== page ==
Mrs Sinyangwe: Mr Chairperson, I am shocked that I pay K3,000 every month. In this regard, I expect good Zambian programmes and good educational programmes that our people even in the rural areas can benefit from. I am not just talking about entertainment. If I go to ZNBC now to try and pull somebody to go with me to Matero because I have a developmental issue, no one will come. They will want to follow controversies. We are tired of controversies. We want programmes that are going to move this country forward.

Hon. Opposition Members: Hear, hear!

Mrs Sinyangwe: Mr Chairperson, when I call somebody to accompany me, they will ask who is going to be there, but that is not it. News makers should not behave like this. After all, even a common villager can be a news maker. Let us change our attitude.

Sir, my friends on the right, let us not be selfish. Let us share the media equally. The cameras that are there are not enough. When you go there, they will tell you that the hon. Minister has gone this way, the President has gone this way and the His Honour the Vice-President has gone that way. Now, what happens to poor me who is just an hon. Member of Parliament? Let us buy more equipment. Let us have more cameras and enough transport. Sometimes, you will find that these journalists are willing to come, but they are handicapped because of lack of transport. Last time, I even mentioned that sometimes even somebody who has news must go and give a lift to the journalists. What would happen if I kill them in my car? Who is going to compensate them? These are some of the things we should look at.

Mr Sichilima interjected.

The Deputy Chairperson: Order! Your mulamu is speaking and you are making noise. What is wrong with you, hon. Deputy Minister?

May she, please, continue.


Mrs Sinyangwe: Mr Chairperson, lastly, let us maintain our equipment. Even maintenance has a limit. If the equipment is old, please replace it. We are tired of apologies such as, “due to circumstances beyond our control” and “due to a technical fault.” Let us buy new equipment so that the people of Zambia can be serviced, especially ZNBC. It has no excuse because they get a lot of money. Let them not just look at their own personal benefits, but give us the benefit that we need.

I thank you, Sir.

Hon. Opposition Members: Hear, hear!

Ms Imbwae (Lukulu West): Mr Chairperson, I listened to the hon. Minister of Information and Broadcasting Services policy debate. Now, he did not say anything about opportunities to be directed as a country because this is an important ministry which can bring vision in this country. I will explain this later. The ministry makes us proud by speaking on our behalf. It has the power to marshal the resources for the nation. I will explain this also later.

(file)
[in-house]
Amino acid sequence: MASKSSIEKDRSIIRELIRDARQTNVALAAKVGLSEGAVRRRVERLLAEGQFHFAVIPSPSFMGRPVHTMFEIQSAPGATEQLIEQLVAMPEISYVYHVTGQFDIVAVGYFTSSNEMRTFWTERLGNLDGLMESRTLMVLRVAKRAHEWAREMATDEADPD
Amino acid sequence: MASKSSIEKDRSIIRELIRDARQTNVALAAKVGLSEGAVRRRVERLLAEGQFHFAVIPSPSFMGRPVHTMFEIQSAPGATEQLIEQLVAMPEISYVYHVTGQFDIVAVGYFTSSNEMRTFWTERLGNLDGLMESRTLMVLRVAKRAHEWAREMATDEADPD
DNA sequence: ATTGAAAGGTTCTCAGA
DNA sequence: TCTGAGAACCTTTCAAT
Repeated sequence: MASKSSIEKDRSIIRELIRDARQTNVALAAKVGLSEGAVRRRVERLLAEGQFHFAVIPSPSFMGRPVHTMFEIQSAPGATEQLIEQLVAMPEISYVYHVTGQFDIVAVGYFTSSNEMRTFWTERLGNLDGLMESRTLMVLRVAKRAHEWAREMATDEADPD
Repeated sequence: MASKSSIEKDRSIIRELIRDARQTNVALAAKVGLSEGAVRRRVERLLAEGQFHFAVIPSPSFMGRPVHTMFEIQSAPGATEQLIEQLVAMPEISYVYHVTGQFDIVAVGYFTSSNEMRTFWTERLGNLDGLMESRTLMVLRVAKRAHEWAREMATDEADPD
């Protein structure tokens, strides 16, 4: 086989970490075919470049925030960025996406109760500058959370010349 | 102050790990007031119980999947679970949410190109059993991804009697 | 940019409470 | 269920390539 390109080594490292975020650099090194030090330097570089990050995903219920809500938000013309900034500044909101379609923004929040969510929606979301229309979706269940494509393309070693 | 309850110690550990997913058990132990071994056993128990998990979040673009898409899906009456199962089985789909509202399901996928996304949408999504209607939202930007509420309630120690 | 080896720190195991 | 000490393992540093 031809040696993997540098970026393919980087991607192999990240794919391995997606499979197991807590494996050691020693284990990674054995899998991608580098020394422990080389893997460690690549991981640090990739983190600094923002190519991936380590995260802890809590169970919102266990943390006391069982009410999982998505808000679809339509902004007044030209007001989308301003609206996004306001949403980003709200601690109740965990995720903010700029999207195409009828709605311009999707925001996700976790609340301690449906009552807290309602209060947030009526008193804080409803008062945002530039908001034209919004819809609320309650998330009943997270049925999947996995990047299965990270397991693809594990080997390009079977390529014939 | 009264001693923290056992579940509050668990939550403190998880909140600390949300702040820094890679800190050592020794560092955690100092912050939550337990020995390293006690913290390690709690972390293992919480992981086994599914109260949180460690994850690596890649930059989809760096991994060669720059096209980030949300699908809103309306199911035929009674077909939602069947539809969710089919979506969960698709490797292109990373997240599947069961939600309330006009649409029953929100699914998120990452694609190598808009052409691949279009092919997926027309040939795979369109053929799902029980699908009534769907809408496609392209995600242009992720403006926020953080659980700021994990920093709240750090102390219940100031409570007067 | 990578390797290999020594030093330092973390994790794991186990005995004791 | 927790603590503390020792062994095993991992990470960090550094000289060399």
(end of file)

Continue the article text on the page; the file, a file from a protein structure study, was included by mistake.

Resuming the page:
Mr Chairperson, I am aware that Oprah Winfrey organised a lot of resources for the Katrina Disaster. We have had disasters year in year out and I know that the media has that responsibility to make the Zambians and outsiders know exactly what is happening in this country and where we are heading to. 

Mr Chairperson, when I say that the hon. Minister of Information and Broadcasting Services is a mouthpiece of Government, it is not being said in the negative sense. He is a mouthpiece to help us build this country and make Zambia a proud nation.

Mr Chairperson, the President talked about Zambia becoming a middle income country. I see this as a moment for strategic repositioning. Therefore, the Ministry of Information and Broadcasting and Services must be in a position to tell us which direction this country should take. How are we going to get into this stratum of being a middle income country? I looked for pointers like this one in the policy statement so that when we come to look at the budget, we would see how the money is going to be used when this country becomes a middle income.

Mr Chairperson, on the issue of the media, the Government should tell us what this shift is. Many of us have moved from a place where we want handouts to a place where we want to be self-reliant and compete with other middle income countries. What is it that will take us to that level?  Are Zambian people ready to move into this middle income stratum? Are the Government departments driving this presidential directive ready to take this country to the middle income status? Are the District Commissioners professionally and mentally ready to disseminate Government’s desire to move from a position where we condemn one another and pull one another down to a place where we will be able to build a country that …

The Deputy Chairperson: Order! Can you consult quietly so that we can hear the hon. Member debating?

May she, please, continue.